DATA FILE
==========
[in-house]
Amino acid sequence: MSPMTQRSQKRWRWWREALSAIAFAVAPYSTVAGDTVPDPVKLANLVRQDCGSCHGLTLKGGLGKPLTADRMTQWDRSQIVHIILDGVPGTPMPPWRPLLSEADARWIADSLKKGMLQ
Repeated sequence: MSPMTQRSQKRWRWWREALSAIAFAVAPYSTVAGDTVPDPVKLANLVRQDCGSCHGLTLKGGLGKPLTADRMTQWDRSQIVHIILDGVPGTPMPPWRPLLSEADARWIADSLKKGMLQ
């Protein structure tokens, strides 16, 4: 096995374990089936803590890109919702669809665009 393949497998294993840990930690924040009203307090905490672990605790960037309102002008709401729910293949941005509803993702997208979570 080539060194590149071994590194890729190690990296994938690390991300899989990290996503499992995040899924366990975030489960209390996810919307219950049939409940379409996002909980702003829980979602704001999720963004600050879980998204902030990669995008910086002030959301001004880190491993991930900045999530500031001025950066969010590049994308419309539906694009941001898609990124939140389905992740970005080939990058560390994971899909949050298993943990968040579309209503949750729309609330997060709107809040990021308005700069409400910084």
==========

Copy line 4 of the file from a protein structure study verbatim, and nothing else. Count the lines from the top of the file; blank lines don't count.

């Protein structure tokens, strides 16, 4: 096995374990089936803590890109919702669809665009 393949497998294993840990930690924040009203307090905490672990605790960037309102002008709401729910293949941005509803993702997208979570 080539060194590149071994590194890729190690990296994938690390991300899989990290996503499992995040899924366990975030489960209390996810919307219950049939409940379409996002909980702003829980979602704001999720963004600050879980998204902030990669995008910086002030959301001004880190491993991930900045999530500031001025950066969010590049994308419309539906694009941001898609990124939140389905992740970005080939990058560390994971899909949050298993943990968040579309209503949750729309609330997060709107809040990021308005700069409400910084």